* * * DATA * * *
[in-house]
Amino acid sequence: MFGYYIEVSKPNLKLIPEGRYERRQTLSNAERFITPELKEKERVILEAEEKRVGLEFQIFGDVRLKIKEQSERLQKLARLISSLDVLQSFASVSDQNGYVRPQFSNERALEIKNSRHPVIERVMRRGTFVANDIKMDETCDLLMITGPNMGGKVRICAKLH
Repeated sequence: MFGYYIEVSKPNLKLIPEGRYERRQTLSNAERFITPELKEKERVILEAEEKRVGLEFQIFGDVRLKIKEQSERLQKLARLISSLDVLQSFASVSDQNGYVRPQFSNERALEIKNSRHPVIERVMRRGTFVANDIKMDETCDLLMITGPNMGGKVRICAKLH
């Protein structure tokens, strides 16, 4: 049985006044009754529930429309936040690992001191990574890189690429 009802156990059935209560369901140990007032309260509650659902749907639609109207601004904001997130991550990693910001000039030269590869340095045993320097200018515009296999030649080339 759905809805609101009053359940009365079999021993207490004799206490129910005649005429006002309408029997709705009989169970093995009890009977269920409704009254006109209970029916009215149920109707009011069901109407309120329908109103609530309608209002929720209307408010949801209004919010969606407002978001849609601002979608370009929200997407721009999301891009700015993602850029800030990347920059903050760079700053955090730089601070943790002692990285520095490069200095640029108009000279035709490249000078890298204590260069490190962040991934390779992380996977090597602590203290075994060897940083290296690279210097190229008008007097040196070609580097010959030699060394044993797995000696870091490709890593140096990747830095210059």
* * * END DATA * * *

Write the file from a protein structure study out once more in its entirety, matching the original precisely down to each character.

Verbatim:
[in-house]
Amino acid sequence: MFGYYIEVSKPNLKLIPEGRYERRQTLSNAERFITPELKEKERVILEAEEKRVGLEFQIFGDVRLKIKEQSERLQKLARLISSLDVLQSFASVSDQNGYVRPQFSNERALEIKNSRHPVIERVMRRGTFVANDIKMDETCDLLMITGPNMGGKVRICAKLH
Repeated sequence: MFGYYIEVSKPNLKLIPEGRYERRQTLSNAERFITPELKEKERVILEAEEKRVGLEFQIFGDVRLKIKEQSERLQKLARLISSLDVLQSFASVSDQNGYVRPQFSNERALEIKNSRHPVIERVMRRGTFVANDIKMDETCDLLMITGPNMGGKVRICAKLH
């Protein structure tokens, strides 16, 4: 049985006044009754529930429309936040690992001191990574890189690429 009802156990059935209560369901140990007032309260509650659902749907639609109207601004904001997130991550990693910001000039030269590869340095045993320097200018515009296999030649080339 759905809805609101009053359940009365079999021993207490004799206490129910005649005429006002309408029997709705009989169970093995009890009977269920409704009254006109209970029916009215149920109707009011069901109407309120329908109103609530309608209002929720209307408010949801209004919010969606407002978001849609601002979608370009929200997407721009999301891009700015993602850029800030990347920059903050760079700053955090730089601070943790002692990285520095490069200095640029108009000279035709490249000078890298204590260069490190962040991934390779992380996977090597602590203290075994060897940083290296690279210097190229008008007097040196070609580097010959030699060394044993797995000696870091490709890593140096990747830095210059």